This idea is highlighted in “Monitoring Athletes, Taking Advantage of Technology,” which underlines the requirement that the information gathered must be relevant:
“The first question that the coach needs to consider is what factors should be monitored. The question should identify the difference between what is ‘nice to know’ information versus what is ‘need to know’ information. Ideally the factors are scientifically validated to result in either enhanced training adaptation or performance outcomes directly. In other words, factors that result in confident actionable outcomes.”
Metrifit’s approach not only covers the physical requirements of a particular sport but also helps the coach derive the benefits of other factors that have a significant influence on an athlete’s well-being: training, body, nutrition, mind, and sleep.
The value of monitoring athletes has been discussed at length in recent years. Perhaps Vernon Gambetta sums it up perfectly in the title of his recent article stating simply, “Monitoring Training is Critical for Success”:
“Training is a repeating (rollover) process consisting of four steps: assessment, planning, implementation, and monitoring. Monitoring this process is essential to making the training meaningful and keeping it on track. The most effective training programs that I have seen and implemented are those that have a built-in monitoring system. It does not have to be anything elaborate or scientific. Whatever it is, it just needs to be used consistently,” Gambetta states.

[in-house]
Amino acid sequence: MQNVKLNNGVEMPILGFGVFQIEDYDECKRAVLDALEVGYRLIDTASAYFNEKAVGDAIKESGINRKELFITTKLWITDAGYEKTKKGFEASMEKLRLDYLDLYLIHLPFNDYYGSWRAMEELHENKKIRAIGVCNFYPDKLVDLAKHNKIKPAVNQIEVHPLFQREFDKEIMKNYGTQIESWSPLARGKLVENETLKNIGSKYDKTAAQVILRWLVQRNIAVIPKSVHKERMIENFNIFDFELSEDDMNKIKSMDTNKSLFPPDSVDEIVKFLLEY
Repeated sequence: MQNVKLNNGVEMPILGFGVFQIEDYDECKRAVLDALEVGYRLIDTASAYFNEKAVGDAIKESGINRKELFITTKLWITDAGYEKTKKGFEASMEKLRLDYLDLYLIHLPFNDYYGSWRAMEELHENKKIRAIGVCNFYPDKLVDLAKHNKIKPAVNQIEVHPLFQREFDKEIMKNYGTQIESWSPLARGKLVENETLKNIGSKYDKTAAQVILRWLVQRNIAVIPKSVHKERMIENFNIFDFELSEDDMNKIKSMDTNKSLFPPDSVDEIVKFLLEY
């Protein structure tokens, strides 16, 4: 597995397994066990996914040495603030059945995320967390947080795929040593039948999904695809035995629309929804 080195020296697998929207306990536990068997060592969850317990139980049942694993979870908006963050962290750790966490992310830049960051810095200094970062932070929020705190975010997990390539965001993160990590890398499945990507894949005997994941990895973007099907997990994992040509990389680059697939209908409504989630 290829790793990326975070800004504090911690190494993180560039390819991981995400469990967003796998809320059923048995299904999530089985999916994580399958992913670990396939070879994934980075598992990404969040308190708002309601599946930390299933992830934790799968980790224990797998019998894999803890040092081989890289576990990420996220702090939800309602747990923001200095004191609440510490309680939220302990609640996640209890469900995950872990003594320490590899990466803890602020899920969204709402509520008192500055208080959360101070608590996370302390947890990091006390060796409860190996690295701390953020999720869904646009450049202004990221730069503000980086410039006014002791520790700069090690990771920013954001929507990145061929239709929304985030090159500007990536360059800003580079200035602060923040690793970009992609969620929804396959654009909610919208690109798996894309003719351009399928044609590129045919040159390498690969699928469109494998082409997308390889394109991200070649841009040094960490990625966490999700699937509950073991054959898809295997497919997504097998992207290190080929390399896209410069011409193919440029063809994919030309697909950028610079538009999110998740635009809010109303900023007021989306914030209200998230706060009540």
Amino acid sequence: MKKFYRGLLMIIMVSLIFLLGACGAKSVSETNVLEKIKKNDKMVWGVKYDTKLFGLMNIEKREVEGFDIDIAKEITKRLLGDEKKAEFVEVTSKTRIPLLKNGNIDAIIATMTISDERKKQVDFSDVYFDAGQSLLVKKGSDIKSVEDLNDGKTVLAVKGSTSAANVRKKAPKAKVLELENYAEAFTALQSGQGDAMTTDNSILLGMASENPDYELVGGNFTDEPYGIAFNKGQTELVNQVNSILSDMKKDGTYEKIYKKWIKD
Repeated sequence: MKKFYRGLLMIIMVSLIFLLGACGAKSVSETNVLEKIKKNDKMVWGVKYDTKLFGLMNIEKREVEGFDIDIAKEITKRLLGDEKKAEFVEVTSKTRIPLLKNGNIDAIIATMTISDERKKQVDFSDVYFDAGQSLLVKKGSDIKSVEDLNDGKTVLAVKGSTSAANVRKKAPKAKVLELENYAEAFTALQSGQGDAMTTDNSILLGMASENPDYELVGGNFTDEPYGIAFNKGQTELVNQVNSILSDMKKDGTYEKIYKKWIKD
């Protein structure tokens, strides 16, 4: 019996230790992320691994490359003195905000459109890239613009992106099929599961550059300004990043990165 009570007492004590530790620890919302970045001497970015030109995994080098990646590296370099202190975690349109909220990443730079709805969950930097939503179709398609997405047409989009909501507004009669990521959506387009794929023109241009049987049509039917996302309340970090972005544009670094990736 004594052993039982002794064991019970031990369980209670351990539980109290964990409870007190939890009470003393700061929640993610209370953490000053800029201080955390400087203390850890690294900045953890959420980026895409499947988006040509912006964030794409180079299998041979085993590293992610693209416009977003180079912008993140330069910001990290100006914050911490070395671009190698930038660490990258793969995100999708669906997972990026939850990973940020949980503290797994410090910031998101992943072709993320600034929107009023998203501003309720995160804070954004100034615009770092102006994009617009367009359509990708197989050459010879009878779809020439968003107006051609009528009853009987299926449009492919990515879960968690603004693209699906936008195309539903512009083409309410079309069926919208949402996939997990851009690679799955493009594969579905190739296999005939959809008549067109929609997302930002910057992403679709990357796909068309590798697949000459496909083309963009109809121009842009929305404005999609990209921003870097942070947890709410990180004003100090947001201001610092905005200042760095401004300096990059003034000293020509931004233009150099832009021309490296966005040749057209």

One of the key elements of training and performing is ensuring that an athlete is in their best possible condition for performing. One of the most important factors in this regard is staying free from injury.
Tim J Gabbett highlights this in his article “Training-Injury Prevention Paradox” when he states that there is a clear need to ensure that:
- athletes are following the correct training program
- athletes are training sufficiently to build up their physical capacities
- athletes are not doing too little training
Injuries are more likely to result from inappropriate training, Gabbett explains, and non-contact injuries are more likely caused by excessive and rapid increases in training. He argues that the way to deal with these problems is to monitor the athlete’s training program.
No matter how well a training regime prepares an athlete, they will never achieve optimum performance without proper nutrition. As everyone knows, a car will not run at its best unless it has a full tank of quality fuel. Likewise, an athlete’s body must be fueled correctly to reach their peak, as we are reminded in “Nutrition and Hydration for Sports Performance”: